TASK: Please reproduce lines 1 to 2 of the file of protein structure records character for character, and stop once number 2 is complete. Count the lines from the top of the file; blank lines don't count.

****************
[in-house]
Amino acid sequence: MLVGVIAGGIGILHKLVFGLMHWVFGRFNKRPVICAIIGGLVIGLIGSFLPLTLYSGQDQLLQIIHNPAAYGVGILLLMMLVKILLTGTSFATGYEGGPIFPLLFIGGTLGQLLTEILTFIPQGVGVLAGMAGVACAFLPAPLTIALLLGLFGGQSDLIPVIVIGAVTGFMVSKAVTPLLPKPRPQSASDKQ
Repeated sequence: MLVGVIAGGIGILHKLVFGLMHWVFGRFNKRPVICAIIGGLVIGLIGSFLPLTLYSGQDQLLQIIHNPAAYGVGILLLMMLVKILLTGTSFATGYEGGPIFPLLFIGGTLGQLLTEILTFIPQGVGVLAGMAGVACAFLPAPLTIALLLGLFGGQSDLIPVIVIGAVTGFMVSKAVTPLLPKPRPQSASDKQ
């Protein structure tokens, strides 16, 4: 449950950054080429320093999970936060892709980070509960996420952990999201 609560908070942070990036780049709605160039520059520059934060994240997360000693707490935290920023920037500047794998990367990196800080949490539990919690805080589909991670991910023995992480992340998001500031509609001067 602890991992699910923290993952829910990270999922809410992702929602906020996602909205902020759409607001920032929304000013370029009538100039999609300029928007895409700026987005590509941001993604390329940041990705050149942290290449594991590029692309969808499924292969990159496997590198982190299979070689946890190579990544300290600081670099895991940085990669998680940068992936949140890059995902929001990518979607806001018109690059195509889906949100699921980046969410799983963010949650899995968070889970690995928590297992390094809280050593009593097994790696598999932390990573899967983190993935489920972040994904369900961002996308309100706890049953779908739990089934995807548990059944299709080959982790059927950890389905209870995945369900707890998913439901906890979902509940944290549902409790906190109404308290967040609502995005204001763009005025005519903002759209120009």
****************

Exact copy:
[in-house]
Amino acid sequence: MLVGVIAGGIGILHKLVFGLMHWVFGRFNKRPVICAIIGGLVIGLIGSFLPLTLYSGQDQLLQIIHNPAAYGVGILLLMMLVKILLTGTSFATGYEGGPIFPLLFIGGTLGQLLTEILTFIPQGVGVLAGMAGVACAFLPAPLTIALLLGLFGGQSDLIPVIVIGAVTGFMVSKAVTPLLPKPRPQSASDKQ